Supernova caught in the act

December 14, 2011

The earliest detection ever of a Type Ia supernova has led to unparalleled observations of the initial stages of the supernova and characterization of the nature of the stars that formed it.

On August 24, 2011, astronomers discovered a nearby Type Ia supernova--the earliest detection ever--with help from a machine-based real-time classification system. The early detection and close proximity of the stars set the stage for unprecedented observation of the initial stages of a Type Ia supernova. Two articles describing the exploding star and details about the companion star are published in the December 15 issue of the journal Nature.

"The National Science Foundation (NSF)-sponsored work we did in Berkeley on real-time classification of astronomical time-series helped with this large needle-in-a-haystack problem: we have 1.5 million candidates a night, of which only a few are interesting new transients," said Josh Bloom, a co-author on both articles referring to objects that change in the night sky. "Our machine learning-based codes raised the supernova candidate event to the top of list of possible new transients."

Supernovae are extraordinarily bright stellar explosions that signal the death of a star and there are several different types. Type Ia supernovae have similarities that allow astronomers to use them as standards when comparing the distances of objects in the sky, however little is known about the stars that produce them or how they behave when they explode. Models of Type Ia supernovae assume they are formed from two-star systems in which a very dense, very small star called a white dwarf orbits a companion.

This supernova, named 2011fe, occurred in the Pinwheel galaxy, which is located in the "Big Dipper" within the Ursa Major constellation. Early detection gave astronomers the extraordinary opportunity to observe the evolution of the brightness and spectra of the energy emitted from the explosion over time. Based on these data, researchers were able to approximate how big the star was and when it exploded, in addition to details about the companion star in the system.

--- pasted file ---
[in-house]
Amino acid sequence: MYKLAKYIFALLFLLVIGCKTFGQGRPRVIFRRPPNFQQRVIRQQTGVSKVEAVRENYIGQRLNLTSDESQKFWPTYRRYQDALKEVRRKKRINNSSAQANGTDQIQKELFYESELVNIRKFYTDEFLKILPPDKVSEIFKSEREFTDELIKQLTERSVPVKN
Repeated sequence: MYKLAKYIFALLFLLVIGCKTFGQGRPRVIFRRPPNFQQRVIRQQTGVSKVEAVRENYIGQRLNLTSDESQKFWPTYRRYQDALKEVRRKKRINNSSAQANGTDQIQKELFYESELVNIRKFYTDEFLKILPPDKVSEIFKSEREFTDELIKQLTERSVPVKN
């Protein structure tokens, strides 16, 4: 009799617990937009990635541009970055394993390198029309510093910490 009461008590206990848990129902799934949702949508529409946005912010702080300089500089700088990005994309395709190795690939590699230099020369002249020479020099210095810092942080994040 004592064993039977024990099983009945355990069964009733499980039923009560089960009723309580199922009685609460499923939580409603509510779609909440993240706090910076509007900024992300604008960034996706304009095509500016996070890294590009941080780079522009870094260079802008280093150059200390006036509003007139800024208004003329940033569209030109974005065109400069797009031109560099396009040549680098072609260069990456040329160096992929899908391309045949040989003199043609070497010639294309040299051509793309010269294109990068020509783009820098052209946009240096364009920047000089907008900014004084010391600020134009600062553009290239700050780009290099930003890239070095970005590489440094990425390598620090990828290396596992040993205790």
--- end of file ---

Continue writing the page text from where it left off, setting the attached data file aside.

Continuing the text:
NSF's Cyber-Enabled Discovery and Innovation (CDI) program, with the goal of building computational tools with concrete scientific returns in mind, supported the computational framework that enabled this discovery. The framework could form the foundation for applications in other fields with similar demands and constraints, such as high-frequency financial data, robotics, medical signal monitoring, geophysics, weather and particle physics.

This CDI grant was jointly supported by astronomy, computer science, and mathematical sciences divisions of NSF. Tom Russell of NSF's Office of Integrative Activities commented, "The unprecedented rapid detection and early observation of a supernova is a wonderful example of a main theme of the interdisciplinary CDI program - 'From Data to Knowledge: enhancing human cognition and generating new knowledge from a wealth of digital data.' In 2012, NSF is continuing its emphasis on this theme through the Data-Enabled Science component of the Cyberinfrastructure Framework for 21st Century Science and Engineering (CIF21) portfolio of activities."

"This event might have been missed or not detected right away--maybe even a week later, if we only relied on human eyes to do the search," continued Bloom. "No one has done this type of search on this scale before, and as new astronomical surveys come online in the next few years, this framework for extracting novel science from large amounts of data will become increasingly important."